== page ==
But that was six months ago and in the interim British tabloids have taken pleasure in running story after story about Meghan’s relatives – from paparazzi shots of her father eating or going to the gym to her half-siblings who have eagerly taken this as an opportunity to grab headlines and bash their younger sister. With the exception of Meghan’s parents, we have no idea who of her relatives have been invited, including her father. We do know many, these siblings included, who haven’t. Her half-sister is writing a tell-all book about Meghan and oscillates between criticizing her and pleading for a wedding invite. Her half-brother, who was in the news a few months ago for a domestic violence incident in which he was the aggressor, just this week penned an open letter to Harry telling him it wasn’t too late to back out of the wedding. Childhood photos have leaked. Other relatives have chimed in, many of whom haven’t spoken to Meghan in nearly a decade.
I’ve declined to cover any of that here, as have most blogs covering aspects of the BRF. It’s certainly not the makings of history and it frankly has very little to do with the monarchy or Meghan herself. But the tabloids have given these people a platform and that comes layered alongside a narrative that is nearly obsessed with the fact that Meghan is biracial and divorced. At best, it’s the media at its most prurient; at worst it’s dog-whistle racism.
Take this all alongside the fact that this relationship first penetrated public consciousness with a zinger of a press release and, well, there’s some friction.
Early last year I criticized the younger royals, particularly William and Kate, and Kensington Palace for creating their own problems on this front. But as the last 12 months have unfolded I’m more inclined to be on their side this time around. That’s not only because of how Meghan has been treated on some fronts, but also because of the actions of the royals themselves – there’s been an uptick in engagements, deeper public investment into issues and patronages, candor and a more cohesive idea of how this particular generation views their role.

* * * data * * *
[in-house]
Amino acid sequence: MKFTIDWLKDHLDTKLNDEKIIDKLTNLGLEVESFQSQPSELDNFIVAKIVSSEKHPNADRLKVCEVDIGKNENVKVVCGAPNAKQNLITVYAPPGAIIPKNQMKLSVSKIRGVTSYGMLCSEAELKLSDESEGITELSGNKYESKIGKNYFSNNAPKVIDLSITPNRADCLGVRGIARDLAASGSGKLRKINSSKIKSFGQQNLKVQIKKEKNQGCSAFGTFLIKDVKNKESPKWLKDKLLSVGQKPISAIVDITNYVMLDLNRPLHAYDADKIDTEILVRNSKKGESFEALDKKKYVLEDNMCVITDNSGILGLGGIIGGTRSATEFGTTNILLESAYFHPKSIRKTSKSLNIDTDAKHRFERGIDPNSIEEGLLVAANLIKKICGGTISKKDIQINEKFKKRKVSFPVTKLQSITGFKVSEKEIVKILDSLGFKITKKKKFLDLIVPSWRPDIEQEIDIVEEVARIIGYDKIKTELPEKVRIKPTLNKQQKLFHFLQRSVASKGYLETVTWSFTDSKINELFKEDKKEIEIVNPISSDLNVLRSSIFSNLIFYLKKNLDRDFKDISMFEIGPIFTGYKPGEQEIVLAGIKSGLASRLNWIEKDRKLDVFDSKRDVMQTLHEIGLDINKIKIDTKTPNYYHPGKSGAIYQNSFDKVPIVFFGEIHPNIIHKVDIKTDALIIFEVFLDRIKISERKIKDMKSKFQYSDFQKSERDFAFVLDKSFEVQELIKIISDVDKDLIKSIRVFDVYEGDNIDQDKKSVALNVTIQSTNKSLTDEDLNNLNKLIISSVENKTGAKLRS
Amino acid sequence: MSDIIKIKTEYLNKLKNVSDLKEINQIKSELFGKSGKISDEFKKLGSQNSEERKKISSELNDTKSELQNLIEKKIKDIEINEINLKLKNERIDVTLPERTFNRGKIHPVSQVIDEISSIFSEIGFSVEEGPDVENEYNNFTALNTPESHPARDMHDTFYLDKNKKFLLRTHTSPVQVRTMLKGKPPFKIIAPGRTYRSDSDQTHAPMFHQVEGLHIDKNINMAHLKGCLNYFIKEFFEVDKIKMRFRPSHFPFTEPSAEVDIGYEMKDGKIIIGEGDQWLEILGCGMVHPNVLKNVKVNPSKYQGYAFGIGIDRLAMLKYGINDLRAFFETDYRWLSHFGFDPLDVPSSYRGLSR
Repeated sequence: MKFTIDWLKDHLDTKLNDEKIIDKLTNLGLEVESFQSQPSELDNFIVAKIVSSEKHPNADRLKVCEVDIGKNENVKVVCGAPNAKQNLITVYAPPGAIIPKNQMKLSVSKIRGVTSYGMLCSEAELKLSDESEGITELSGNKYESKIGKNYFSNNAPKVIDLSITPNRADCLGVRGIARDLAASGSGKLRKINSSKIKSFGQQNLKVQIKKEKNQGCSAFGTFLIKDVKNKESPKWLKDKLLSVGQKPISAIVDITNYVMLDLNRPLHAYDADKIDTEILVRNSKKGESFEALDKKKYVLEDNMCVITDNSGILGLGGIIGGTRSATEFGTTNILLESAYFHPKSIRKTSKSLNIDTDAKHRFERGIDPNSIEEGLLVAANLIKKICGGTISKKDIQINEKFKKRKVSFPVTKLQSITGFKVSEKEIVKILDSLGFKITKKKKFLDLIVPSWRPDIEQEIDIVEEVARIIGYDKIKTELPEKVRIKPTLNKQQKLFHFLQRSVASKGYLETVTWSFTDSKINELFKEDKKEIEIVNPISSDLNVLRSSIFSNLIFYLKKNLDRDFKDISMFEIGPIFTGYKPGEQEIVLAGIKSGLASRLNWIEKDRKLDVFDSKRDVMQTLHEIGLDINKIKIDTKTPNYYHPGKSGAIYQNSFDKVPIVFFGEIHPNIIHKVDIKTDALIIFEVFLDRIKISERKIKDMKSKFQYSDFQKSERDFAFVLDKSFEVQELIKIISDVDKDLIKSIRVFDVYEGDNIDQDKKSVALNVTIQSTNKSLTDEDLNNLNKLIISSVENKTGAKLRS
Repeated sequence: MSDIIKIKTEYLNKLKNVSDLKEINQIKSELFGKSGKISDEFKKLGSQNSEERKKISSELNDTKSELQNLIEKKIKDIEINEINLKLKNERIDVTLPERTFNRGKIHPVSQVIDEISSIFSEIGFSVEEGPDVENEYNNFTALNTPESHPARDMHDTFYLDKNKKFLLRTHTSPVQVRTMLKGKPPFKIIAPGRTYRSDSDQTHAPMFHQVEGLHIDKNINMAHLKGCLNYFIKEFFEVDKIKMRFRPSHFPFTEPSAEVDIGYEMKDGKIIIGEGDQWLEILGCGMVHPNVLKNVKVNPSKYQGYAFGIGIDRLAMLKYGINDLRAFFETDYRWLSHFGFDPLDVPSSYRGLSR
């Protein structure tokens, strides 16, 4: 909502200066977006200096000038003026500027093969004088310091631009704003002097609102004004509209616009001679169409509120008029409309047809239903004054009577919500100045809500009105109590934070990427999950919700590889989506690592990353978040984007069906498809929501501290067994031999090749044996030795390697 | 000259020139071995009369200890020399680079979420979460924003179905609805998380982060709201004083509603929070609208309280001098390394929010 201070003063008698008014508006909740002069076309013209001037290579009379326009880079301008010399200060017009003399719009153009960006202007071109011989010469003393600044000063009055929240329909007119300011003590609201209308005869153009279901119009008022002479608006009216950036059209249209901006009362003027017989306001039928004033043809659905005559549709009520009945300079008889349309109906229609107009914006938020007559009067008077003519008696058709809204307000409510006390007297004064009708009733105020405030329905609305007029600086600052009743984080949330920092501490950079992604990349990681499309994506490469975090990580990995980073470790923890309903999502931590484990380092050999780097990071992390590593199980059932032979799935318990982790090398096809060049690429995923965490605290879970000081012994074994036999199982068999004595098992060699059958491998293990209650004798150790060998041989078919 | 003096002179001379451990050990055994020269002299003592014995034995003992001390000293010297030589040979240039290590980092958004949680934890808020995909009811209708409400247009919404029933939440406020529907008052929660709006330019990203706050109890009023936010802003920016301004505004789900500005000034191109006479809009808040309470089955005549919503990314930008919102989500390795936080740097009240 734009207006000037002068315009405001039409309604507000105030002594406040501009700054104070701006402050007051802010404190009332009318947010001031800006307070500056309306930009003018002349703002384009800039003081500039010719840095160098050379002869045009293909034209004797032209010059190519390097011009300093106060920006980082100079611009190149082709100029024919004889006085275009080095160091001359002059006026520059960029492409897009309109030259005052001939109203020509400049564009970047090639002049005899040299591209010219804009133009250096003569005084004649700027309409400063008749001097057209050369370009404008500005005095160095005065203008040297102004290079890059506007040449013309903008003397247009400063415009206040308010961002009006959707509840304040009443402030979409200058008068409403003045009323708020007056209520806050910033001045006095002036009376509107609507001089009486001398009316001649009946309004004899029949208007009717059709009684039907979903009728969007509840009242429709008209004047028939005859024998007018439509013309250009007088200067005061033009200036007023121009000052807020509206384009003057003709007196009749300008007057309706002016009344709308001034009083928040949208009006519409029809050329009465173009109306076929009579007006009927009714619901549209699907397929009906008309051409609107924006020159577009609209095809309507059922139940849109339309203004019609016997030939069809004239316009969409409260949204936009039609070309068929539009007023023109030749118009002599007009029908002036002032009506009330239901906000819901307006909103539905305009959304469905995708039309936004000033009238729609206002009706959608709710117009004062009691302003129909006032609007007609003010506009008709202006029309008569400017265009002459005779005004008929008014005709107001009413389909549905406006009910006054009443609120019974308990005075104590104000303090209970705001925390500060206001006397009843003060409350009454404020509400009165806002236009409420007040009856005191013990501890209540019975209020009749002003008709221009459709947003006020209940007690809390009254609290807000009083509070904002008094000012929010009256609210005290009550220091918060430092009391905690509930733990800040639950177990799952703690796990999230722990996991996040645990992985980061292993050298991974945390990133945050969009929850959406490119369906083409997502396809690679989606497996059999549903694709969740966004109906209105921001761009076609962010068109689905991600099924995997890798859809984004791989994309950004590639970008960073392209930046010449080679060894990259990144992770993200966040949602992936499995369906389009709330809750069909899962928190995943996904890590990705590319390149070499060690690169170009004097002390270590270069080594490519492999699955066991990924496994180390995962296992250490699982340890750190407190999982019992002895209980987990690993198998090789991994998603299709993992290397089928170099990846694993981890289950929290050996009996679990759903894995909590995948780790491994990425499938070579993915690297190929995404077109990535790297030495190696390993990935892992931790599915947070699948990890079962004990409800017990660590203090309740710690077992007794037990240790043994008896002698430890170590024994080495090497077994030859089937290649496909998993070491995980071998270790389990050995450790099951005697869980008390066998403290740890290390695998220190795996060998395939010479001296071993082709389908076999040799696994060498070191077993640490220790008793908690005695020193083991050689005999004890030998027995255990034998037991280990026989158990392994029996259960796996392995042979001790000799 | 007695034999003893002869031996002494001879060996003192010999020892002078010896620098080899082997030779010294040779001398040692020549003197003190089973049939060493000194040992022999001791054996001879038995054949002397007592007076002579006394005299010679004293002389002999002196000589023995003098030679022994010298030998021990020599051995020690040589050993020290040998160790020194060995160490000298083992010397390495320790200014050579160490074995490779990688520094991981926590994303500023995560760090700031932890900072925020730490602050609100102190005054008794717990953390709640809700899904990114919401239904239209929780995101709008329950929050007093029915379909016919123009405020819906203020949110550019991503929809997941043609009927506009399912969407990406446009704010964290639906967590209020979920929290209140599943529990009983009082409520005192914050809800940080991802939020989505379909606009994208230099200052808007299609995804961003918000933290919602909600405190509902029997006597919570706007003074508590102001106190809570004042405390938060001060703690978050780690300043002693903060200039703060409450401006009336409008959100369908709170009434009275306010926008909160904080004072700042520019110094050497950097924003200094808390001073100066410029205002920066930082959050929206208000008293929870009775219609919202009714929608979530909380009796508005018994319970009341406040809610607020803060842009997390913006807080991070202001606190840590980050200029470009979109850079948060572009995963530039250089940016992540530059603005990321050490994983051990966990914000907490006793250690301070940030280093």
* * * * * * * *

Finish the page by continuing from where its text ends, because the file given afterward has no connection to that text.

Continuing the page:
On Wednesday the Cambridges declined to release a photo of Princess Charlotte to mark her third birthday and were roundly bashed. But Charlotte will be seen in just over two weeks at Harry and Meghan’s wedding. An official photo of her was released in January when she started nursery school. No other set of royal parents has issued an official photo every year without fail. When they do release photos they are breathlessly picked apart, from accusations of photoshop to criticism that they once let Prince George offer his ice cream cone to the family dog, Lupo. It can be downright creepy.
The royals owe the public substantial work to ensure a return on investment. If they are smart, then they will be cognizant of the emotional tie of the institution is one premised on people feeling as though they’ve watched them grow up. It’s a national soap opera of multi-generational family dynamics playing out in front of pretty backdrops. To many, it’s foreign enough to feel fictional.
They are of course real people with real parents and real children and at some point they have to draw a line between what is their “real life” and what is part of the professional show. As long as Harry is headlining events like the Invictus Games and William is supporting the Queen and the Prince of Wales in substantive ways, I don’t think there’s room to feel outraged over where they’ve drawn that line. At least not today.